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Husband-wife vets help pet owners learn about, care for their exotic pets

"Flop" was the first rabbit to be spayed at Fox Valley Animal Welfare League's new low-cost spay/neuter clinic in North Aurora.  Veterinarians Dr. Susan Brown and Dr. Richard Nye specialize in exotic animals (photo: FVAWL).

"Flop" was the first rabbit to be spayed at Fox Valley Animal Welfare League's new low-cost spay/neuter clinic in North Aurora. Veterinarians Dr. Susan Brown and Dr. Richard Nye specialize in exotic animals (photo: FVAWL).

Dr. Richard Nye has seen it many times. He knows the effect it can have on an individual’s life.

An animal—be it a dog, a rabbit, a gerbil, even a bird—becomes a “best friend.”

“I can think of so many different stories where an animal has made a significant impact on an individual’s life,” said Dr. Nye, an exotic animal veterinarian now helping at Fox Valley Animal Welfare League’s (FVAWL) new low-cost spay/neuter clinic in North Aurora.

Earlier in his career, Dr. Nye said he made house calls to a Chicago senior citizens’ building to help elderly residents unable to visit the office or afford his services.

One resident and her little parakeet remain vivid in his memory.

“I would come every six or eight weeks to trim nails and beaks [for a woman in her late 70s],” Dr. Nye said. “It became more of a visit to her.”

After calling on her for years, Dr. Nye said he learned that she had become ill with cancer.

“She asked me if I would be the executor of her will because she didn’t have any family,” he said. “I said, ‘What does that entail?’

‘You need to find a home for my little bird,’” she said.

Sometime later, Dr. Nye said he received a call from one of the woman’s neighbors, saying that she had taken a turn for the worse and was now in the hospital.

Before going to the hospital, Dr. Nye said he stopped by her apartment to pick up her little bird.

“I put it in a little paper sack,” he said. “You’re not supposed to bring animals into a hospital. [And] the nurses all knew what I had in the bag, but they didn’t say anything.”

Once in the hospital room, Dr. Nye said he opened the bag to show the dying woman her pet.

“The little bird flew over and landed on her glasses,” he said, “and began to groom her eyebrows.

“And the tears for me started flowing. This just made her day.”

She passed away a few days later.

“It was just seeing that human-animal bond as strong as it was,” he said. “This was really her best friend in the world at that time.”


Dr. Nye, a former major league baseball pitcher and 1976 graduate of the University of Illinois College of Veterinary Medicine, has practiced exotic animal medicine for years with his wife Dr. Susan Brown.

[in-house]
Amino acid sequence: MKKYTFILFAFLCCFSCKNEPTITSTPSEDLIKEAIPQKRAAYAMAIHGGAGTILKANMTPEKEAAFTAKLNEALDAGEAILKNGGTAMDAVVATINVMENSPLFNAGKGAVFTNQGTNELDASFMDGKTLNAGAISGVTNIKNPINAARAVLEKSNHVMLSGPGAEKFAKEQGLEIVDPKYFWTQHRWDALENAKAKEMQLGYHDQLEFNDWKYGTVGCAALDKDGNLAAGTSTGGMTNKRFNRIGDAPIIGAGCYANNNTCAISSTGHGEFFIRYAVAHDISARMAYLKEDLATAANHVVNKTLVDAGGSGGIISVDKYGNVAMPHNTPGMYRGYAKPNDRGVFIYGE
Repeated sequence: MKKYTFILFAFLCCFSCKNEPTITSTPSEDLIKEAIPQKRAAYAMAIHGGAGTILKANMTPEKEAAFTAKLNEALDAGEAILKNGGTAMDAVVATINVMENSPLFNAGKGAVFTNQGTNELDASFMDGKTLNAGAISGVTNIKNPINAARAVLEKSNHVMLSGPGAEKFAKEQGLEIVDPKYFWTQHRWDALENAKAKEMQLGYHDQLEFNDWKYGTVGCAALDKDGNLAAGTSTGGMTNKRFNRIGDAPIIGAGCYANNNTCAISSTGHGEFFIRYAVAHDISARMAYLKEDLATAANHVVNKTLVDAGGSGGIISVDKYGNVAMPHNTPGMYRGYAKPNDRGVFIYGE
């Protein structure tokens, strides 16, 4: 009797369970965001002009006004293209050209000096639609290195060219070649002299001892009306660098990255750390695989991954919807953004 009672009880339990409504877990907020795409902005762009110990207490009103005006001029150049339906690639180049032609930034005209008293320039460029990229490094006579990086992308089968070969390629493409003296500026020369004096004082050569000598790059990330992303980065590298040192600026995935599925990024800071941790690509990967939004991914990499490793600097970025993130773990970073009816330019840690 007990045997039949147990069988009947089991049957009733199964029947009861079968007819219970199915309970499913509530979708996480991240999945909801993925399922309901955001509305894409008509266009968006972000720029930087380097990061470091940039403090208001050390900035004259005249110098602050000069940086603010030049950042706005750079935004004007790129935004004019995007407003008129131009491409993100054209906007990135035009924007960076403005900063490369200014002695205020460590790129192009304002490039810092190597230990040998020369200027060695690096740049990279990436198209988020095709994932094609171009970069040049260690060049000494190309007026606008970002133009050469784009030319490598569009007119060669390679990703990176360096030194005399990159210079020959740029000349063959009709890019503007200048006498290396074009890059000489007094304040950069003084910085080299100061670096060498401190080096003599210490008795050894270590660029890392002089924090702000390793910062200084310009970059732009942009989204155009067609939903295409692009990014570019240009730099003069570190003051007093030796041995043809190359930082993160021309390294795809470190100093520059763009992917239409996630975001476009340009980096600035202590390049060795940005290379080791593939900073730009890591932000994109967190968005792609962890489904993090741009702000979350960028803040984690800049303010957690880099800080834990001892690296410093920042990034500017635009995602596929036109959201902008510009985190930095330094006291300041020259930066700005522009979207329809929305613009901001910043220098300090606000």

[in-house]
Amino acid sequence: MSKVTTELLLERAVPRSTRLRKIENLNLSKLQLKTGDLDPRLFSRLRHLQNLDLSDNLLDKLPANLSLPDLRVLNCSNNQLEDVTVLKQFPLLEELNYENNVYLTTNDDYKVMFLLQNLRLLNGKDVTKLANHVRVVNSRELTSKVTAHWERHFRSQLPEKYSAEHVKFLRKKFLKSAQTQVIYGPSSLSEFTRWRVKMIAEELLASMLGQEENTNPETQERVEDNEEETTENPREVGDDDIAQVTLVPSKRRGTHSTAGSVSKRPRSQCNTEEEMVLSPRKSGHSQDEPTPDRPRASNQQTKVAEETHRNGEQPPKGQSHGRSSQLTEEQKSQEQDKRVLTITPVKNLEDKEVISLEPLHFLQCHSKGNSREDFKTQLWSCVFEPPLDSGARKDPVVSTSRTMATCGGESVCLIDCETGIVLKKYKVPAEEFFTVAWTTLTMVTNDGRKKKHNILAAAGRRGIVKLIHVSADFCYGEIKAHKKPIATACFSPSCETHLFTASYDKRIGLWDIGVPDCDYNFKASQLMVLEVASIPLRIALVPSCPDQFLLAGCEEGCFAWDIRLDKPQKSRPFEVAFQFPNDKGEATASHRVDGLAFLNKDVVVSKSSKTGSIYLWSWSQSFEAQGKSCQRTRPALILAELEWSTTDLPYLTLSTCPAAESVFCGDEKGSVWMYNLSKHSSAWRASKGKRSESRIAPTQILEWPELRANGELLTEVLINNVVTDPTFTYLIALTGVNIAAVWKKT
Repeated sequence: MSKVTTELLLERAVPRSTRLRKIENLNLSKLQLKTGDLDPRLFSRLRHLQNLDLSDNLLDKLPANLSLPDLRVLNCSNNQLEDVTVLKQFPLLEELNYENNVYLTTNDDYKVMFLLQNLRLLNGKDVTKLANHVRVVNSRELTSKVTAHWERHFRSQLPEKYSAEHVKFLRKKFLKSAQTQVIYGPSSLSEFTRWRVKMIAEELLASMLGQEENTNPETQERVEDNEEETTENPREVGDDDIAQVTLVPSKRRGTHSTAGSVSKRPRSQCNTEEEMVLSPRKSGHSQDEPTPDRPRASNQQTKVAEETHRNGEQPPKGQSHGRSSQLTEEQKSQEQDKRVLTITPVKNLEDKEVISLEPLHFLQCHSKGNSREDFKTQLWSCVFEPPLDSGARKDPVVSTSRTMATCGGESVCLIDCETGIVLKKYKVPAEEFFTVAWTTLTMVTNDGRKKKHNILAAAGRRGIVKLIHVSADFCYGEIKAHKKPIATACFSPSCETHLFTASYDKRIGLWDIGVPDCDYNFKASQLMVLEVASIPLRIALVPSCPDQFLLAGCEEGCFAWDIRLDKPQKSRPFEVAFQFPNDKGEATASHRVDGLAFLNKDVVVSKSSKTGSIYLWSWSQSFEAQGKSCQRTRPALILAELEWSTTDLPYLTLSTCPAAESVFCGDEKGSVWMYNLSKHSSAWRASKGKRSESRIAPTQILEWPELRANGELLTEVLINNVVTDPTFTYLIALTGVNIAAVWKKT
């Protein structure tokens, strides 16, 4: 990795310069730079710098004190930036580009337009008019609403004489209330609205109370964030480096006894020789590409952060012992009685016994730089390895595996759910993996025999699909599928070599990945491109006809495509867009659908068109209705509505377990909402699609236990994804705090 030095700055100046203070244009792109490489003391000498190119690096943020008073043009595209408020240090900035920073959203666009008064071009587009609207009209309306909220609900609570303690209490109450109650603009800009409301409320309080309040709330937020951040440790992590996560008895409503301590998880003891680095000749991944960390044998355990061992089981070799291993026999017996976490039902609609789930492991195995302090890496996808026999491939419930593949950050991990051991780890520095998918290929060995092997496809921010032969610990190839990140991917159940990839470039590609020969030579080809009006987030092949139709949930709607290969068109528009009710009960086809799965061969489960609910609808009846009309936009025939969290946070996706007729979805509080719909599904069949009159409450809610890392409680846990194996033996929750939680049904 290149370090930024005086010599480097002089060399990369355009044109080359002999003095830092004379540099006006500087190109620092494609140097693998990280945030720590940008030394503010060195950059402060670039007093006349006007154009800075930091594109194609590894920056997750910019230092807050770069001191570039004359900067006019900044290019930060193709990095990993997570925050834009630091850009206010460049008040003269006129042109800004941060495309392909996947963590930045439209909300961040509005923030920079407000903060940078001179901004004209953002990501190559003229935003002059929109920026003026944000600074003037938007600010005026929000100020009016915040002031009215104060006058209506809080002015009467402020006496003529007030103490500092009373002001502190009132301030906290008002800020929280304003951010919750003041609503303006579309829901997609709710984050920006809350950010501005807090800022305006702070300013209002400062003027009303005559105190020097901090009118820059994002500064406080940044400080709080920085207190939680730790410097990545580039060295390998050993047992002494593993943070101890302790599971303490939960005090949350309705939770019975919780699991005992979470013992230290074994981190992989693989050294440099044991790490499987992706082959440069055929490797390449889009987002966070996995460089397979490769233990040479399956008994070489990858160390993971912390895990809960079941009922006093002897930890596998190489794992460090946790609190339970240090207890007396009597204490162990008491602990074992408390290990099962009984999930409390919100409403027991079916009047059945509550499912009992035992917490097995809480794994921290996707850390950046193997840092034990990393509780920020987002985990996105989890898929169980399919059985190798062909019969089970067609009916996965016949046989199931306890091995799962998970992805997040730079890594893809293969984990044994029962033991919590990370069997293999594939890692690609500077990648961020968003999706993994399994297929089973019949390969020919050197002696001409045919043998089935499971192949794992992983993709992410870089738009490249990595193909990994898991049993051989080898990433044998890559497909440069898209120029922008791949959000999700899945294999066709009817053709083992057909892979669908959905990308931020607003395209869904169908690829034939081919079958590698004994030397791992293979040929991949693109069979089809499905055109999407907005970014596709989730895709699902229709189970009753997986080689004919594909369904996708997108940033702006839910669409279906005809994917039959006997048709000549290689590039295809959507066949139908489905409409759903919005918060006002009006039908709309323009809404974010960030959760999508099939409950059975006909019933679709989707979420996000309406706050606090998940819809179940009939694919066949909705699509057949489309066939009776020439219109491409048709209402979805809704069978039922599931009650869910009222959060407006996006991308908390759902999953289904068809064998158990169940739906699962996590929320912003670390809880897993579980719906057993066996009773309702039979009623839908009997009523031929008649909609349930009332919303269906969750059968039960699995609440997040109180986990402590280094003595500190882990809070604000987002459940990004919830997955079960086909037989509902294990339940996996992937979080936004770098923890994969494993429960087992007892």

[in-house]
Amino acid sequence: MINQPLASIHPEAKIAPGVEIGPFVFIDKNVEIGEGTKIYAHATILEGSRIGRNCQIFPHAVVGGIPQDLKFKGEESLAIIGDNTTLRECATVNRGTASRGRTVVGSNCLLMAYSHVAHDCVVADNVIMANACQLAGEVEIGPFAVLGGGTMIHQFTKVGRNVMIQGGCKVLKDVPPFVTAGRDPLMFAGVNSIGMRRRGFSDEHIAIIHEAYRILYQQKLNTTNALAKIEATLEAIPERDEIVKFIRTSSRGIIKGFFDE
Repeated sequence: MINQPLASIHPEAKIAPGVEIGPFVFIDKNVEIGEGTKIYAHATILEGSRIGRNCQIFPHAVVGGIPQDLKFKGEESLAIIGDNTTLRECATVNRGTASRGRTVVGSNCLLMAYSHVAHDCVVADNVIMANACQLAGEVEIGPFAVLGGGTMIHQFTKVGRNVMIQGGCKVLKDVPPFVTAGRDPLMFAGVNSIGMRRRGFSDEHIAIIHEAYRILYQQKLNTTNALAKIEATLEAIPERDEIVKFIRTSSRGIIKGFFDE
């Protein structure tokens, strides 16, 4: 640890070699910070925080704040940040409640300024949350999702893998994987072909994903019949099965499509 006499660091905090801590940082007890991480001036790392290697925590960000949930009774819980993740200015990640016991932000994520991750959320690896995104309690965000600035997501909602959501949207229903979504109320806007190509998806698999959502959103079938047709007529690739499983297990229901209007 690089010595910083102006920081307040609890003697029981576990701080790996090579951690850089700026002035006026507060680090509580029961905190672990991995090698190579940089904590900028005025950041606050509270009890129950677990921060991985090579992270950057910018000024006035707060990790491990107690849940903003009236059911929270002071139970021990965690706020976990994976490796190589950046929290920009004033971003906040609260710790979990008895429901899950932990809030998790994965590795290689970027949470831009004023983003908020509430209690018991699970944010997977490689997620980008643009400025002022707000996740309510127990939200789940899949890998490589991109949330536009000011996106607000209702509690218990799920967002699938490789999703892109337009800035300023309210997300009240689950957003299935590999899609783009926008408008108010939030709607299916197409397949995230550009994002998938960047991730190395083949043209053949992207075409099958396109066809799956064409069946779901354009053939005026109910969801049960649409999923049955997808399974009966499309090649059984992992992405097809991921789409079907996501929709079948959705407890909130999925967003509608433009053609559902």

The couple owned Midwest Bird and Exotic Animal Hospital, in Westchester, Illinois, from 1985-2004, said Dr. Brown, a respected expert in the field of exotics, a term referring to all animals except dogs and cats.

“It was the first all-exotic animal hospital in the country,” she said. “We sold it in 2004, so we no longer have our own physical practice.”

Husband Richard says it was originally “Susan’s idea in the first place to get an all-exotic practice going.

“It was our philosophy when we started the practice to provide the very best service to the greatest number of pet owners,” he said. “So the prices had to stay in line with that.

“We started out just working part-time, and when we sold the practice, we had five full-time veterinarians, and we saw over 1,000 pet visits a month—all exotic.”

Today, although they might consider themselves “semi-retired,” Drs. Brown and Nye maintain busy schedules.

Dr. Brown has her own consulting business, helping animal shelters manage and care for exotics. She also performs rabbit spay surgeries for DuPage Animal Control and the Animal Care League in Oak Park.

In addition, Dr. Brown says she has her own behavior business where she does behavior consulting for exotics only.

“I teach people how to manage their animals and understand behavior so that they don’t have to give up the animals,” she said.

Likewise, her husband remains involved weekly with the Ness Exotic Wellness Center in Lisle.

“One of our former employees, Bob Ness, recently built his own new practice,” Dr. Nye said. “[Bob] worked for us for about 12 years, and he asked me if I’d work for him part-time.”

Dr. Nye says he “does surgery or medicine or whatever comes in the door.”


The exotic-doctor duo has now begun another phase in their career life: Dr. Brown currently spays rabbits at least once a month at the FVAWL clinic; Dr. Nye will join his wife “and hopefully some other exotic vets too” with once-a-month, or more, wellness clinics, Dr. Brown said.

“I think that it’s going to be really huge because a lot of people don’t know a lot of veterinarians who would look at their [exotic] animals and tell them about their animals,” she said.

During wellness exams, Drs. Brown and Nye will help pet owners understand and care for their pets’ health and behavior.

“[We will] give information about ways to have [the exotic animals] as companion animals, not just sitting in a cage doing nothing,” Dr. Brown said.

“That’s how I see the [exotic] wellness clinic here—a real educational [experience] to prevent animals from ultimately ending up in a shelter, the whole focus of this place; I think it’s so awesome.”


Fox Valley Animal Welfare League
Low-Cost Spay/Neuter Clinic
Exotic Animal Care

• Exotic animal: any animal except a dog or cat

• Clinic location: 11 John Street, North Aurora 60542

• Clinic phone: 630-800-2254

• Clinic services for exotics: rabbit spays, wellness clinics for all exotics

• Exotic veterinarians: Dr. Susan Brown, Dr. Richard Nye

• Clinic director: Rich Glessner (

• Website:

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